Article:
New Approach to Mideast Terrorism

August 26, 1988

Report Outline
Special Focus

Introduction

Although terrorism against Americans is on the rise again worldwide, Lebanon has been relatively quiet. Nine American hostages are still being held there, but none has been taken in the last six months. Is it just coincidence? Or is the United States now doing something right?

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Overview

On the morning of March 16, 1984, CIA station chief William F. Buckley left his Beirut apartment carrying two attaché cases containing classified documents. As he pulled out of his driveway, armed men grabbed him and forced him into the trunk of a white Renault. For the CIA, the kidnapping of their point man in the Middle East was a terrible blow. Under orders from William J. Casey, the director of central intelligence, dramatic efforts were undertaken to locate and rescue Buckley and three other American hostages—Frank Reiger of the American University of Beirut, Jeremy Levin of Cable News Network, and the Rev. Benjamin T. Weir. A special Hostage Task Force was created, FBI reconnaissance teams were sent to Beirut, and payoffs to Lebanese informants were stepped up. All of this failed.

In response to the kidnappings and other terrorist acts against Americans in Lebanon—the U.S. Embassy had been bombed in April 1983, and the barracks of the U.S. Marine peacekeeping force had been bombed in October 1983—the United States launched a highly audible campaign against international terrorism. The administration declared Iran a state sponsor of terrorism, thus limiting exports of technological and military items to Iran. (The move, however, had little practical effect because President Carter's 1979 arms embargo had never been lifted.) In April 1984 President Reagan signed National Security Decision Directive (NSDD) No. 138, which approved pre-emptive military strikes against individuals or groups involved in terrorist acts. Secretary of State George P. Shultz embarked on a personal crusade against terrorism, repeatedly calling for “swift and sure” reprisals. “We cannot allow ourselves to become the Hamlet of nations, worrying endlessly over whether and how to respond.” Shultz said in a speech on Oct. 25, 1984. “We need to summon the necessary resources and determination to fight it and, with international cooperation, even totally stamp it out.”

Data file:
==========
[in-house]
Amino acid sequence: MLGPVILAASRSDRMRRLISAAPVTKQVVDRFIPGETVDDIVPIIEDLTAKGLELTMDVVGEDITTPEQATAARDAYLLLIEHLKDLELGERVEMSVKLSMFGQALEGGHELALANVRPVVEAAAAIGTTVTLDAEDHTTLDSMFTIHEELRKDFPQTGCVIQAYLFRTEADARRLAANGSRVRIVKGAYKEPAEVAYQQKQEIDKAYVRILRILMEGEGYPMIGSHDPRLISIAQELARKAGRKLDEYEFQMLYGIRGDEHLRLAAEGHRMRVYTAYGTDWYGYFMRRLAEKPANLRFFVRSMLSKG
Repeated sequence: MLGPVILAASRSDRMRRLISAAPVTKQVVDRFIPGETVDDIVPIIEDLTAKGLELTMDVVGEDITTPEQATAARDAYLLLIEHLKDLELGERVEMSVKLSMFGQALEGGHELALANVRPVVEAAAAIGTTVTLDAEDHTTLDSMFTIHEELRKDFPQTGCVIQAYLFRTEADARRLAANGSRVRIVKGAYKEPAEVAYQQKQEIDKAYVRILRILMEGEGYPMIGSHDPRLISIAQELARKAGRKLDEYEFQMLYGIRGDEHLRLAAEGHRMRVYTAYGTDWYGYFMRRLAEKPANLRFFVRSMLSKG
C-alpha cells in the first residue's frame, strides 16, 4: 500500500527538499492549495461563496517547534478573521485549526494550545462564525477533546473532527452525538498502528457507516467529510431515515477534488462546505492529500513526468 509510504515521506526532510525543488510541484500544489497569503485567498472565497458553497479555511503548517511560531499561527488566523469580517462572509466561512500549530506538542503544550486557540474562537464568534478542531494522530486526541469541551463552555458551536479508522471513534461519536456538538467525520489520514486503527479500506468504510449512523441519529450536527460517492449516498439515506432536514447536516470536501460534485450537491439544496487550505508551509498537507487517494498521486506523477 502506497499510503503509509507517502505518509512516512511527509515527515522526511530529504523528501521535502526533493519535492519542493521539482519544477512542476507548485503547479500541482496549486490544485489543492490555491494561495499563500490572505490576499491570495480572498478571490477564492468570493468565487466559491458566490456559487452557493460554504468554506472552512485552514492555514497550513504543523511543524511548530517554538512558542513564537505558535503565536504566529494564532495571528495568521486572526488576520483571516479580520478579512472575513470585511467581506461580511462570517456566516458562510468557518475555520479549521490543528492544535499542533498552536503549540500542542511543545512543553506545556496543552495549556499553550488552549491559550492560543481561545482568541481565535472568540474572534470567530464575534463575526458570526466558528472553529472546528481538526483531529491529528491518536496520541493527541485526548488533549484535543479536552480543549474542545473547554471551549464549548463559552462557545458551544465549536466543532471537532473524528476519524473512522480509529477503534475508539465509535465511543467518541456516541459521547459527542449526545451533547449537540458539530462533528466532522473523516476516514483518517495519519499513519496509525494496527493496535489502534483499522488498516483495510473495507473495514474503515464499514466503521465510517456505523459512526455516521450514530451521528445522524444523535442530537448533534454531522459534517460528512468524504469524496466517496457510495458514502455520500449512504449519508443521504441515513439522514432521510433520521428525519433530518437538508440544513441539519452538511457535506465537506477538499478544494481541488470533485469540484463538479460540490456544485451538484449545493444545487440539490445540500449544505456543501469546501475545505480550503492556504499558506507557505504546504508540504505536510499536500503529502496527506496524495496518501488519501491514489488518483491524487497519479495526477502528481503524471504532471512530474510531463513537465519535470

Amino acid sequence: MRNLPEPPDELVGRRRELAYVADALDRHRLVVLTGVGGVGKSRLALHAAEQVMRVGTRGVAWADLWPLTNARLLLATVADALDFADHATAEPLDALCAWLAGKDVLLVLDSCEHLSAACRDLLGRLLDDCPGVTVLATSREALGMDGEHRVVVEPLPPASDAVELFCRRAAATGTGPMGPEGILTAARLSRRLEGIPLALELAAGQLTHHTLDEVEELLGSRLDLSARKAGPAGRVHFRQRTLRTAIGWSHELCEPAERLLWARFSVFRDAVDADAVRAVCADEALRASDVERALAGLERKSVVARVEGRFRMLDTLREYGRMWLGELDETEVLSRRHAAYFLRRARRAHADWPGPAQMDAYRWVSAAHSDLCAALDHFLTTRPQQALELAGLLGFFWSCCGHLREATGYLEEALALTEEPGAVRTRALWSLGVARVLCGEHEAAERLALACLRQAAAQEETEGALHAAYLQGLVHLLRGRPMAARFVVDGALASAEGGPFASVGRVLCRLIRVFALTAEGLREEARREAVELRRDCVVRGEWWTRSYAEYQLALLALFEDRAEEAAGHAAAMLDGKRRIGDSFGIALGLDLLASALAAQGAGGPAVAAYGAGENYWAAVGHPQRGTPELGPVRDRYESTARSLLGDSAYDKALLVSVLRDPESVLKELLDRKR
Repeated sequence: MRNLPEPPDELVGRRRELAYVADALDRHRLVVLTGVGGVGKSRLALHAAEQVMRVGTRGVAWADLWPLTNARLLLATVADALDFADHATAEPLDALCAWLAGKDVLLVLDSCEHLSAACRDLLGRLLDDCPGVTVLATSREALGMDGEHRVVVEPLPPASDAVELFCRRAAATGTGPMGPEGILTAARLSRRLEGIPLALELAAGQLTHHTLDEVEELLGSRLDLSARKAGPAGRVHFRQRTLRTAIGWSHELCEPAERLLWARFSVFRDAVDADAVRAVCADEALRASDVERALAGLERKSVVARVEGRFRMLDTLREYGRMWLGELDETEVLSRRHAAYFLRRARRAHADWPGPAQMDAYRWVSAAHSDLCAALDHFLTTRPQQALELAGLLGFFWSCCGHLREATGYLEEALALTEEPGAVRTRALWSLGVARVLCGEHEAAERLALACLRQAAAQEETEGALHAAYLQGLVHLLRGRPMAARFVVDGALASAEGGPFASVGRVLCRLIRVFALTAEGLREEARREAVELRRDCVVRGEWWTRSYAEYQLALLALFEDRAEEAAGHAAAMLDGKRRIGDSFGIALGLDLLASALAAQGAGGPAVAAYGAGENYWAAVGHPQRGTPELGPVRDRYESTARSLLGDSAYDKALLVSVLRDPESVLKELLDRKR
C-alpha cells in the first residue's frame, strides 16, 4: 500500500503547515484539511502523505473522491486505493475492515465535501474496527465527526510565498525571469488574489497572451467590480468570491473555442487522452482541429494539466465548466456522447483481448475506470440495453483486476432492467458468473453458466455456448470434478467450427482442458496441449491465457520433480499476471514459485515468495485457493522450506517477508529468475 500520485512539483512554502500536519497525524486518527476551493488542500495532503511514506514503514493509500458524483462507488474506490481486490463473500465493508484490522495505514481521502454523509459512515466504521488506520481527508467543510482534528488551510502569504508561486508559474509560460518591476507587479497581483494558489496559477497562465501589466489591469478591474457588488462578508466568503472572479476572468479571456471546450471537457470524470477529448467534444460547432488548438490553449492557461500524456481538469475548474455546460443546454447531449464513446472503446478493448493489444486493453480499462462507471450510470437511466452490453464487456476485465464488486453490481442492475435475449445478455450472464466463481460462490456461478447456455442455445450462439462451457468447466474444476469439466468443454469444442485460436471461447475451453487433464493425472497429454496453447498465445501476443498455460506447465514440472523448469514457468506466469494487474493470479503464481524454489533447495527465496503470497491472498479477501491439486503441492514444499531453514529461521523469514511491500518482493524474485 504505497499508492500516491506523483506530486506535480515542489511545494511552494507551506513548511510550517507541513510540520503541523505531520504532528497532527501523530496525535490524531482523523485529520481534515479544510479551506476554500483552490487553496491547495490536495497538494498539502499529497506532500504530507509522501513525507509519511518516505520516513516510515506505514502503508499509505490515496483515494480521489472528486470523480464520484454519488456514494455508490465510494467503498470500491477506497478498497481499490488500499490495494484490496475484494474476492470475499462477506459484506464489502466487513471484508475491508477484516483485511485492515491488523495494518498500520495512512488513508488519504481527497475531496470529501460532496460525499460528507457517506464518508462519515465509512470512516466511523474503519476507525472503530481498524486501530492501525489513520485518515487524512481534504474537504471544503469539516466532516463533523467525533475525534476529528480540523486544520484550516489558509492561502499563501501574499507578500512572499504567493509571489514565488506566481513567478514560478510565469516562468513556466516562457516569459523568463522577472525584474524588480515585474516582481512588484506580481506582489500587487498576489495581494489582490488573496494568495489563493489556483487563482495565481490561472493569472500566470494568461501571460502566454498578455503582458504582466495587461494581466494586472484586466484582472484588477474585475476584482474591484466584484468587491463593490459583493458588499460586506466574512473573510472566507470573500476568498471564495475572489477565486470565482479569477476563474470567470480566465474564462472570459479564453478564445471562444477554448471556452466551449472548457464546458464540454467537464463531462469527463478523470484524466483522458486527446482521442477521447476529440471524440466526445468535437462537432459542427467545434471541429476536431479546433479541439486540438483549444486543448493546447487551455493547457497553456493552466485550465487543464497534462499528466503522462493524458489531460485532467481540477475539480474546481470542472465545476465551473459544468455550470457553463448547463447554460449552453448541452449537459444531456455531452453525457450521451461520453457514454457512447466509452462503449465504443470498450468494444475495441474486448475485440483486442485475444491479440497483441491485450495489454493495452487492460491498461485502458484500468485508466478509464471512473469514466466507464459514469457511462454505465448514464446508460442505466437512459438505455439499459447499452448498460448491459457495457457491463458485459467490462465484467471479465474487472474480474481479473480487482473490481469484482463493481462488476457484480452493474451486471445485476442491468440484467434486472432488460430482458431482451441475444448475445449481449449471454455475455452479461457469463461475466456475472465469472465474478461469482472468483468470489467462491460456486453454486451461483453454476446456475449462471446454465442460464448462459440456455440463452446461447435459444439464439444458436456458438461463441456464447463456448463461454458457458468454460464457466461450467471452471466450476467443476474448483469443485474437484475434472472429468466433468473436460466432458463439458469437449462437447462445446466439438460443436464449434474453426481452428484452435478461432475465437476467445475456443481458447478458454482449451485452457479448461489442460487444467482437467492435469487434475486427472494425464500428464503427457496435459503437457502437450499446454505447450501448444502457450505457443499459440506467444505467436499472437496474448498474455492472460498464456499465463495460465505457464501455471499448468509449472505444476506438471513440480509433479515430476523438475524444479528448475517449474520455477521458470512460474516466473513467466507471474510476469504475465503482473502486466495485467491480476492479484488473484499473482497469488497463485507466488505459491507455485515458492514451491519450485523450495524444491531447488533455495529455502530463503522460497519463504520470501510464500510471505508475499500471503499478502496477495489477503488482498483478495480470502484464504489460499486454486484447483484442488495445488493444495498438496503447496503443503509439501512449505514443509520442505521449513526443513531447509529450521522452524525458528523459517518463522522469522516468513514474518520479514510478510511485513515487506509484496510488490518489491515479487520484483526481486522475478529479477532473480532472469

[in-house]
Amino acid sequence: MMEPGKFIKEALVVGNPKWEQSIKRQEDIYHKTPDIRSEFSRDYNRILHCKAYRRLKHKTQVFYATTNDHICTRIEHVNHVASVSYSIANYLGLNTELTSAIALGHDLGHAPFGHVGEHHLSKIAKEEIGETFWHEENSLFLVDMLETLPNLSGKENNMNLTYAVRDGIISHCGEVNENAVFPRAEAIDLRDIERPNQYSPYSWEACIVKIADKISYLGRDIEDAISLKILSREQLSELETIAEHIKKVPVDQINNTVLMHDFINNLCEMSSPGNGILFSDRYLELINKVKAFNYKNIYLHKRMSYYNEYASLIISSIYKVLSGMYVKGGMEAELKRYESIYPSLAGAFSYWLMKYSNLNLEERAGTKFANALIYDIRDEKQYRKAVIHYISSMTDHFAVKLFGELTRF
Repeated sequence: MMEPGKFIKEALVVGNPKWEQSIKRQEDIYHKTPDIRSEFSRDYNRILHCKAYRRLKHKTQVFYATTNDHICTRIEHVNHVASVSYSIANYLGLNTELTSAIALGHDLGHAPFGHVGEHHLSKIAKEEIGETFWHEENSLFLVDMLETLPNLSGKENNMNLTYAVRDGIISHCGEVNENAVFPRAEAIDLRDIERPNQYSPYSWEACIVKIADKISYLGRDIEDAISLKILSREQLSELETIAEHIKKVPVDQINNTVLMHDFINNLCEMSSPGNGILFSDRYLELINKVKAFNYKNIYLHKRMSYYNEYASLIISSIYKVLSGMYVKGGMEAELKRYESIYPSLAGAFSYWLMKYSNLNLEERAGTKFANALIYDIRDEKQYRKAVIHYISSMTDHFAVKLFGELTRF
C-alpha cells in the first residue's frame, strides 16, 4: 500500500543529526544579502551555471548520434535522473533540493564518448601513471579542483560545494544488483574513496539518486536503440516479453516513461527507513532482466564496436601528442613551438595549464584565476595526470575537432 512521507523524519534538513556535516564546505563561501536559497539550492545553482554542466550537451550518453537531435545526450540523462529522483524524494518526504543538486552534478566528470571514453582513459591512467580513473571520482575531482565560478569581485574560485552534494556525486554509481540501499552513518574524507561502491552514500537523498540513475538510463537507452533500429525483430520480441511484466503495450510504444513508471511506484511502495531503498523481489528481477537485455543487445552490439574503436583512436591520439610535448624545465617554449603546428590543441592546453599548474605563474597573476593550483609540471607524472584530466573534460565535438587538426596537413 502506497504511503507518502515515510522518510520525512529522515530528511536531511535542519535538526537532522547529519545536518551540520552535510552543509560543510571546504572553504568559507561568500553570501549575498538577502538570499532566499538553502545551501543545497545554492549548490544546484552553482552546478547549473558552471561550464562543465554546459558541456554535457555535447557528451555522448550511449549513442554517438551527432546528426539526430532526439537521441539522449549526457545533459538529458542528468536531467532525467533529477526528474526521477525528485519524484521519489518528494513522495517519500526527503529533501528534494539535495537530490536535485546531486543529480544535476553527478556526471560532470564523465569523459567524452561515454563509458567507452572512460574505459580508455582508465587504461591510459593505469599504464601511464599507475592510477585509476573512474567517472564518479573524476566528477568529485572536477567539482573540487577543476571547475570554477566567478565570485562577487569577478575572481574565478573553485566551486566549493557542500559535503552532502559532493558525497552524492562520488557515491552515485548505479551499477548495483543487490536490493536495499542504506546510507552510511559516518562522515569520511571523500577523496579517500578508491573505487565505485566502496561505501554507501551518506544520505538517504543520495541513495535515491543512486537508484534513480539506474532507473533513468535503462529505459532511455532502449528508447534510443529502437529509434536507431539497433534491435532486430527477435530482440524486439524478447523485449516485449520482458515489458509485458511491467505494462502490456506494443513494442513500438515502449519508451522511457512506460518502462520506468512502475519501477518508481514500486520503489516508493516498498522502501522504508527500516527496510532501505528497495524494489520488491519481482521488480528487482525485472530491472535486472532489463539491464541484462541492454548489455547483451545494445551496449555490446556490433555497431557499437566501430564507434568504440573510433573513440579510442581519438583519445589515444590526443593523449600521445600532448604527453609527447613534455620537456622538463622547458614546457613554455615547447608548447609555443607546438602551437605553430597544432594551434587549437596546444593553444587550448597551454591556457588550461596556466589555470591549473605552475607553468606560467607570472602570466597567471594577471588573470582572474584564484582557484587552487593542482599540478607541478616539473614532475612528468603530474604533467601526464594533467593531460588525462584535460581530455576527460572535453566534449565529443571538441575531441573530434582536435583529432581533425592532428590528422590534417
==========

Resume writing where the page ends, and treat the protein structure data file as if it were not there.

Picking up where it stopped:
ISSUE TRACKER for Related Reports
Terrorism
Apr. 01, 2016  Defeating the Islamic State
Jan. 29, 2016  Unrest in Turkey
Jun. 27, 2014  Assessing the Threat From al Qaeda
Sep. 02, 2011  Remembering 9/11
Sep. 03, 2010  Homegrown Jihadists
Mar. 12, 2010  Prosecuting Terrorists Updated
Nov. 2009  Terrorism and the Internet
Feb. 13, 2009  Homeland Security
Apr. 21, 2006  Port Security
Oct. 14, 2005  Global Jihad
Apr. 02, 2004  Nuclear Proliferation and Terrorism
Feb. 22, 2002  Policing the Borders
Oct. 12, 2001  War on Terrorism
Jul. 21, 1995  Combating Terrorism
Aug. 26, 1988  New Approach to Mideast Terrorism
May 30, 1986  Dealing With Terrorism
Oct. 08, 1982  Prospects for Peace in Northern Ireland
Mar. 27, 1981  Anti-Terrorism: New Priority in Foreign Policy
Dec. 02, 1977  International Terrorism
Jan. 26, 1973  Control of Skyjacking
May 13, 1970  Political Terrorism
Jul. 24, 1952  Red Terrorism in Malaya
BROWSE RELATED TOPICS:
Military Intelligence
Regional Political Affairs: Middle East and South Asia
Terrorism and Counterterrorism